Research has shown that contamination of Indus waters in upper Pakistan has much to do with the pollution of the catchment of the Indus Basin. The latest report of the United Nations' Environment Programme (UNEP) has revealed that the lakes forming in the Himalayas and other mountains ranges, because of global warming and localised thermal stimulation activities, like military manoeuvres, threaten the lives of tens and thousands of people in the valleys. It has reported that glaciers are retreating and high altitude snowfields are melting fast and in response to rise in temperatures, lakes directly fed by glaciers are swelling. In Nepal and Bhutan, for instance, the study has found that 44 lakes were filling so rapidly that they were in danger of bursting within five to ten years, sending millions of gallons of water into populated valleys. It has been divulged that there are 2323 such glacial lakes in the Himalayas in Nepal and in the Hindukush.
Given the fact that the geographical and climatic patterns are almost the same in the Jammu & Kashmir Himalayas, Kashmir valley and also the plains of Pakistani Punjab face a real danger of a flash flood catastrophe in the coming years. Over the last few years, independent research has established that glaciers in Jammu & Kashmir are receding at a fast rate. There has been drastic decrease in the downpour of precipitation as well. Jhelum has already recorded the lowest-ever water level of 6.06 feet at Sangam and 0.40 feet at Munshi Bagh on February 12, 2001. The constraints imposed by the Indus Water Treaty by virtue of which the Indian-administered Jammu & Kashmir cannot store the waters of its rivers, either for hydro-power generation or for irrigation purposes, has increasingly come to be seen as a case of ecological deprivation. Indus Water Treaty allows J&K to build storages aggregating 3.60m acre feet on the three rivers of the Indus, Jhelum and Chenab. Out of the 3.60m acre feet, 1.60 MAF could be used for hydro-power, 0.75 MAF for flood moderation and 1.25 MAF for general storage for non-consumptive uses, including power generation. As a result of these constraints, agriculture expansion in Kashmir has not been able to keep pace with population growth. >From a net irrigated area of 261 thousand hectares in 1950-51, J&K has been able to expand irrigated land to only 308.77 thousand hectares till 1997-98.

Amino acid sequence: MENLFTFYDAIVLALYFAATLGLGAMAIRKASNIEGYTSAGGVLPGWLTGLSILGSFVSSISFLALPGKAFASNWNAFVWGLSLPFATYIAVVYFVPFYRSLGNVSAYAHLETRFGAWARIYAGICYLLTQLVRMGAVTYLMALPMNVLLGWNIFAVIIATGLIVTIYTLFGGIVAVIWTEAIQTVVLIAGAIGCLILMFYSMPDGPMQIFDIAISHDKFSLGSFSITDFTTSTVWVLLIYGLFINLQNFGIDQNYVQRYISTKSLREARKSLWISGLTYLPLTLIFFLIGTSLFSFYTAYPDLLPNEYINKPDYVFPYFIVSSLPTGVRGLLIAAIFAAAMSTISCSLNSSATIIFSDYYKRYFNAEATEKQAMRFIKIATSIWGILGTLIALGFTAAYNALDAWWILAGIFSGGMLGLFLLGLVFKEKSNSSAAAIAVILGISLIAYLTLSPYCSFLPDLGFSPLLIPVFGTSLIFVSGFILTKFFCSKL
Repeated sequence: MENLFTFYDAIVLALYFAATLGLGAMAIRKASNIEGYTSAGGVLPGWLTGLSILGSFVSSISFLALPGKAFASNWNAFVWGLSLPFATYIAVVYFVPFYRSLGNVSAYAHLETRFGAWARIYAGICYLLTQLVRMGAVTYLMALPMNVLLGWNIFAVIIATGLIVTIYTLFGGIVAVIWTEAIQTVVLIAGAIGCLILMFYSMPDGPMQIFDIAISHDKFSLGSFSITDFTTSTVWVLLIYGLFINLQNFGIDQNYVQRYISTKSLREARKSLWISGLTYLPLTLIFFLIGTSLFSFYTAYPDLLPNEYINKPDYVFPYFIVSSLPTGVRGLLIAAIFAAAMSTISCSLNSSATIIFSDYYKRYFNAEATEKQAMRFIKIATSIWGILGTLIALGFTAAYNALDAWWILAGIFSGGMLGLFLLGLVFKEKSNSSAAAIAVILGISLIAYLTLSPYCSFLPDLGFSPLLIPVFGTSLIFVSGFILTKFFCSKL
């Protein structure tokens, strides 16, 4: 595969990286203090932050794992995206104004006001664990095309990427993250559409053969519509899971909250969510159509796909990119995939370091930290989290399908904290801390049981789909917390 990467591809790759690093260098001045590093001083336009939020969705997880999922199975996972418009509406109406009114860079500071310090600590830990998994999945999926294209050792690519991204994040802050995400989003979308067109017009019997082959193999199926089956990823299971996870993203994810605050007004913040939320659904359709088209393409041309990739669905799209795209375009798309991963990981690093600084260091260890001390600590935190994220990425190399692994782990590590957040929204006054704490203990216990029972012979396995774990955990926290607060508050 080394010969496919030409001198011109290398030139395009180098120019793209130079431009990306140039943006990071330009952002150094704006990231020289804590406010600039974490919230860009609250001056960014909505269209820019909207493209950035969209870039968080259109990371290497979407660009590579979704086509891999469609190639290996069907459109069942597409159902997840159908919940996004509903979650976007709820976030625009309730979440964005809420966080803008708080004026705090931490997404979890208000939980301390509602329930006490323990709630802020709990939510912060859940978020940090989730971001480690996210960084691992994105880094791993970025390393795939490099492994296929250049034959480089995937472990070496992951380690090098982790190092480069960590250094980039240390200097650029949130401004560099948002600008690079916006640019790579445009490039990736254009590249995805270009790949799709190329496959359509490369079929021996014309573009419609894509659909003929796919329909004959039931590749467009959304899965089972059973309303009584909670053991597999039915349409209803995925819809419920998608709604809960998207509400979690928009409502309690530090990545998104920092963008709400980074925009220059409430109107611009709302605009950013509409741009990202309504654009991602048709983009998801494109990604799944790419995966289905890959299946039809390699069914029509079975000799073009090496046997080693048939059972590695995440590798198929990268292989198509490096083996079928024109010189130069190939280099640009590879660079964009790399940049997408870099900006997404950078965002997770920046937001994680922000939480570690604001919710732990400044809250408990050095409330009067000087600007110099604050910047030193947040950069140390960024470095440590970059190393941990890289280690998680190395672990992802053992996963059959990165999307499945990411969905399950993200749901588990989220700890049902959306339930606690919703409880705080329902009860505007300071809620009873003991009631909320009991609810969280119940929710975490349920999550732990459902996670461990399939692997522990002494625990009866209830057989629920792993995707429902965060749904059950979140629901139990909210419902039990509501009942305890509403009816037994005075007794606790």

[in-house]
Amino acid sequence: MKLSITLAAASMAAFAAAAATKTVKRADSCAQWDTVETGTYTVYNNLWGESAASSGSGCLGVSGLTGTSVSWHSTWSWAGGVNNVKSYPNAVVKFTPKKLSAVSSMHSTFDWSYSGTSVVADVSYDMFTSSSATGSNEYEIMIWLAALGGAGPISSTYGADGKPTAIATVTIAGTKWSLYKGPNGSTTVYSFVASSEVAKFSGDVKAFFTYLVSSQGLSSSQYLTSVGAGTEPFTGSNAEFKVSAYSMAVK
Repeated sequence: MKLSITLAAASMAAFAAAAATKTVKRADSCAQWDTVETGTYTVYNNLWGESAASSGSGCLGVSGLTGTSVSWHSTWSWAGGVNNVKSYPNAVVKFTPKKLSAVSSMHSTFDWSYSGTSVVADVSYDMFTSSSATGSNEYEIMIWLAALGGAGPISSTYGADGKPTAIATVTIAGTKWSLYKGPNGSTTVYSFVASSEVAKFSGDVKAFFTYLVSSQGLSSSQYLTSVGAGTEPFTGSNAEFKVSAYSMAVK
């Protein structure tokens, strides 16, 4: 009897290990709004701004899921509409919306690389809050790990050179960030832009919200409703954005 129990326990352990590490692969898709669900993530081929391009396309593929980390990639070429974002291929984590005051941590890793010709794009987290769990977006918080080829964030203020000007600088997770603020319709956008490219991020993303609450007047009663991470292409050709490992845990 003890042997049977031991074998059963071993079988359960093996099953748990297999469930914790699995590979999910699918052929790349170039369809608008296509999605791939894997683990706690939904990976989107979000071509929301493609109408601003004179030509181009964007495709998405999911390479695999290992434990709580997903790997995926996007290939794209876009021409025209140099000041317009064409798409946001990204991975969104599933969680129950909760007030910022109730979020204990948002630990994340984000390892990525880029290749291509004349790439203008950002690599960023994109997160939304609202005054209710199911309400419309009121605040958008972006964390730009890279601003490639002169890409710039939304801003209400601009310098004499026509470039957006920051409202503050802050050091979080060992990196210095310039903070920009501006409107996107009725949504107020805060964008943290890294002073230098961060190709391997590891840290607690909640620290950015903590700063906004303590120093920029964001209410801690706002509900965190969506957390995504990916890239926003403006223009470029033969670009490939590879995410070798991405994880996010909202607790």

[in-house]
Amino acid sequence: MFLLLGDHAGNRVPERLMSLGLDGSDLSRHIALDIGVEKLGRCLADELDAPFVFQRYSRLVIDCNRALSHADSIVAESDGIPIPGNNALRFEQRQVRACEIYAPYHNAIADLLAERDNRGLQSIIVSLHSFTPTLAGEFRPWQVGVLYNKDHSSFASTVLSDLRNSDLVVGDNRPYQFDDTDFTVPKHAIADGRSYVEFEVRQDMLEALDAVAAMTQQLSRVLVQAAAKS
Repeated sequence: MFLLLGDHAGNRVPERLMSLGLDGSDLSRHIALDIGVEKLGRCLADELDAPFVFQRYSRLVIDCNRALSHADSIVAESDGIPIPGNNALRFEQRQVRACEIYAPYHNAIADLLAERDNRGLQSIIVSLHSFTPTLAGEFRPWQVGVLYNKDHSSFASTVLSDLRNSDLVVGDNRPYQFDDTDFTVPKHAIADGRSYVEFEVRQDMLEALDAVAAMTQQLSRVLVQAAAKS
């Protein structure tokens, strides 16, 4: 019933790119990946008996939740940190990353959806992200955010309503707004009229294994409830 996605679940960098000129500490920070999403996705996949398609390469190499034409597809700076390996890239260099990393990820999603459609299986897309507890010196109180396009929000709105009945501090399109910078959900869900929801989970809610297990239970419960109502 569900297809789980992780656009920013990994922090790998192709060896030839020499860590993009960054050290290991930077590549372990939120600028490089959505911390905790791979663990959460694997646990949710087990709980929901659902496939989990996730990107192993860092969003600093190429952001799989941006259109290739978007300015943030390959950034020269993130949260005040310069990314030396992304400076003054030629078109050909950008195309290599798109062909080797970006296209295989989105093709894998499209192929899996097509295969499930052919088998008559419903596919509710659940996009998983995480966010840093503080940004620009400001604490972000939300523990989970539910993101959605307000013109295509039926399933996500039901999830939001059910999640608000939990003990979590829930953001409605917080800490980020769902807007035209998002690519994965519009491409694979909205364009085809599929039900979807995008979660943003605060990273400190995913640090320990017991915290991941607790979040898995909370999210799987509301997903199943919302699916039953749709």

Although Jammu & Kashmir State was supposed to get 50 per cent share of the power from the Bakhra Dam project as a compensation to conceding rights under the Indus Water Treaty, the promise has never been fulfilled. Agreement had been reached between the then Chief Minister of J&K State, Shiekh Muhammad Abdullah and the then Chief Minister of Punjab, Prakash Singh Badal in 1979 regarding construction of Shahpur Kandi Barrage, under which our State had to get about 11,000 cusec water discharge from Ravi River to irrigate its over one lakh hectares of land in the Jammu division. However, despite construction of 90 meters-long Ravi-Tawi canal during Shiekh Abdullah's tenure, the Shahpur-Kandi Barrage project has not been completed even after 23 years have lapsed. One of reasons of non-completion of the canal is said to be that Indian Punjab itself is facing water shortage due to increasing demands and its water dispute with Haryana.
Due to the depletion of ground water sources in the Rajasthan, Gujarat in India and Punjab and Sindh in Pakistan, strain on Indus system waters have increased considerably. One of the causes of this situation is the degradation of the Indus Basin, which is highly crucial for India's northern plains and almost whole of Pakistan. It is the degradation of the Indus Basin due to its neglect in integrated development and conservation by both India and Pakistan that is seeing a severe water crisis looming over our heads in the sub-continent. For long-term ecological conservation of the Indus Basin, one agenda of India-Pakistan bilateral engagement must be demilitarisation of highland pastures in the Pirpanjal and other mountain ranges, like Zanaskar and the Siachen Glacier. And what would have to follow these steps is a major integrated Indus Basin development and conservation project. That is the key to a secured collective future of South Asia.
The News on Sunday
23 June 2002